Why don’t people “pretend” once they become adults? I know why we shouldn’t live in self-deception, where we convince ourselves of untrue things. And I know how dangerous it can be to waste our lives wishing for things we don’t have. But, remember when we were kids and we’d pretend we were cowboys or pioneers on a long trail? We’d stay there all day. We’d face surprise attacks, droughts, swamps, rattlers. We’d carry one another through, revive ourselves with secret medicines. The next day, we’d be a traveling circus. An emergency room in a busy hospital facing some major epidemic!
I let myself pretend this morning. Intentionally, I just pretended how life was, where I was, who was around me. And while I was still me, and I was still writing, the smile on my face grew and the space inside my mind seemed to swell within seconds. It wasn’t in order to force myself to create. It was just for the sake of pretending; for the sake of fun. Maybe it had something to do with scheming about what I’ll do with Fin when she gets here – what I’ll play with “my littlest best friend.” I’m not sure.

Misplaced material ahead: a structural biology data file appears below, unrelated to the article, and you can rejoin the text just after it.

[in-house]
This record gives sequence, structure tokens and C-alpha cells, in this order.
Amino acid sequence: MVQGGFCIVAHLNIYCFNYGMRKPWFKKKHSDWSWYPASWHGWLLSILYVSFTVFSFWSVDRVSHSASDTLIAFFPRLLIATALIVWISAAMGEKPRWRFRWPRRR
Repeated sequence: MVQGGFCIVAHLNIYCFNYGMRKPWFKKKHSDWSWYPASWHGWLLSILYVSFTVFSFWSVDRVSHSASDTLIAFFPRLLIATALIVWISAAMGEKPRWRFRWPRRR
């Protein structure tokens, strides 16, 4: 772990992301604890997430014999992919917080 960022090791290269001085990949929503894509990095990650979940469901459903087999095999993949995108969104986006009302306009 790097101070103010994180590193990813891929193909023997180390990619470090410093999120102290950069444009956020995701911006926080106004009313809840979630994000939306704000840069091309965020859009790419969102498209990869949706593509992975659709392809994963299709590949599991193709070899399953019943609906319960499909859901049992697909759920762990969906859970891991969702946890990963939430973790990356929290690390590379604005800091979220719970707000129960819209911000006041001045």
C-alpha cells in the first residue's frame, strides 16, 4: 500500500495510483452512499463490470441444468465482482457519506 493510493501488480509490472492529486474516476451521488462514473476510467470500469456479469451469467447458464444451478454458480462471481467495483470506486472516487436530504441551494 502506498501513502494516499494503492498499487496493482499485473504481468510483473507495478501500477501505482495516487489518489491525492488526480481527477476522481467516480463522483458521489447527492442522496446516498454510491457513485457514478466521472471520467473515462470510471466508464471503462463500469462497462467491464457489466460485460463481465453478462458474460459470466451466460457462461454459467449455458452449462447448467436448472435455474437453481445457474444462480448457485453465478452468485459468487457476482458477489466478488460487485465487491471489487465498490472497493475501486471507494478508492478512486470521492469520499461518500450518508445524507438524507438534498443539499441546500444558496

But why is it we stop pretending? And does it have to take the approaching visit of a small child to make us remember how? Why is it adults forget how to play – why do we become increasingly focused on the stuff around us? Imagination becomes a tool, a skill used for work and production, rather than a gift to enjoy. I'm not sure that's wrong, I'm just sure it's not what I prefer. I, for one, like to play.